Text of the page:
News | Agriculture

Nitrogen losses no more than normal, despite wet spring

WEST LAFAYETTE, Ind. — Even though it’s been an unusually wet spring in Indiana, it was cold enough to limit the conversion of anhydrous ammonia to nitrate during the rainy periods, said a Purdue University expert.

Even though it's been an unusually wet spring in Indiana, it was cold enough to limit the conversion of anhydrous ammonia to nitrate during the rainy periods, said a Purdue University expert.

Even though it's been an unusually wet spring in Indiana, it was cold enough to limit the conversion of anhydrous ammonia to nitrate during the rainy periods, said a Purdue University expert.

Nitrogen losses should be about average because of the cooler-than-normal temperatures across the state, said Jim Camberato, Purdue Extension soil fertility and plant nutrition specialist.

“If a farmer applied anhydrous in the fall, the average loss would be estimated at about 30 percent of the nitrogen if they did not use a nitrification inhibitor such as N-Serve,” Camberato said. “Fortunately, most Indiana farmers apply their anhydrous in the fall with a nitrification inhibitor, and we estimate the average loss to be about 15 percent of the applied nitrogen.”

A nitrification inhibitor slows the conversion of nitrogen to nitrate — the form that is lost.

“For anhydrous applied in the spring without a nitrification inhibitor, we also estimate 15 percent of the nitrogen to be lost,” he said. “If a nitrification inhibitor is used with spring anhydrous, dependent on when it was put out, losses will be minimal.”

Camberato said farmers who planted shortly after anhydrous application should watch for anhydrous injury, particularly in sandy soils.

The best application of nitrogen is to sidedress UAN (urea ammonium nitrate) or anhydrous UAN by either injecting it into the soil or dribbling it onto the soil surface, he said. If it’s injected at least 2 inches deep, ammonia loss is eliminated. When dribbled on the soil surface, losses of UAN are only about 5 percent of the nitrogen applied.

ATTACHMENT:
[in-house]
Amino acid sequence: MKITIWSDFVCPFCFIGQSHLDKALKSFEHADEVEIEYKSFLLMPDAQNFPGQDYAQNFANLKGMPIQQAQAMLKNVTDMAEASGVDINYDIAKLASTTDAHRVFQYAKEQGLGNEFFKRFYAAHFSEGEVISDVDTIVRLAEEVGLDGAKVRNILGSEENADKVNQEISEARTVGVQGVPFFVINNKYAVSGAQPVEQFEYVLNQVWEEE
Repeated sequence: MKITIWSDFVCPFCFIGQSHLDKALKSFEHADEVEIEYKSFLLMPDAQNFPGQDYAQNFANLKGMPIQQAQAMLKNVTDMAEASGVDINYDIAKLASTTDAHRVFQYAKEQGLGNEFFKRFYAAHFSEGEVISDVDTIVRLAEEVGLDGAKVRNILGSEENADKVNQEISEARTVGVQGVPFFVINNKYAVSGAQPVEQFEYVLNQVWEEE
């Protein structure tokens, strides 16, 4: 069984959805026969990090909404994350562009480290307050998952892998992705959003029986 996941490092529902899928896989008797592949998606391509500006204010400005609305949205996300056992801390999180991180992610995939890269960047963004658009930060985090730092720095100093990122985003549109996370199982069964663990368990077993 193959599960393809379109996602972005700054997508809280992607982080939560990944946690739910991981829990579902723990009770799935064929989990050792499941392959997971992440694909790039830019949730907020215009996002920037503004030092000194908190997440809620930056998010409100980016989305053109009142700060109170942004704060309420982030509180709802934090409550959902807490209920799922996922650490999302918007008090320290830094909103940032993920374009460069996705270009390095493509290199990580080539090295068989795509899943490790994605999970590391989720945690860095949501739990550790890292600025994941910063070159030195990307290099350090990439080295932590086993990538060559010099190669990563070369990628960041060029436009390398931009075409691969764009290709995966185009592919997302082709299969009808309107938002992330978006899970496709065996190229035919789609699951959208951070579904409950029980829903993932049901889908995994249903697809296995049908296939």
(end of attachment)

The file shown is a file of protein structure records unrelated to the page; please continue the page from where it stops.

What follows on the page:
“A broadcast application of UAN between the corn rows or a broadcast application of urea left on the soil surface have the potential to lose 15 or 30 percent of the nitrogen content as ammonia to the air, so I do not recommend them,” Camberato said. “If you want to leave urea on the surface, then adding a urease inhibitor, such as Agrotain to the urea should be considered.”

However, he said making an injected application of UAN would still be better than adding the inhibitor to urea.

Because nitrogen is relatively expensive compared to grain lately, one should consider the cost of nitrogen and the value of the grain for determining the rate of sidedress nitrogen application, Camberato explained. A Corn Nitrogen Rate Calculator based on recent Purdue research by Camberato and Bob Nielsen, Purdue Extension corn management specialist, is available at http://extension.agron.iastate.edu/soilfertility/nrate.aspx. The calculator is designed to help farmers calculate the economic return to nitrogen with different nitrogen prices and corn prices. For more information on modifying recommendations derived from the calculator, visit http://www.agry.purdue.edu/ext/corn/news/timeless/NitrogenMgmt.pdf

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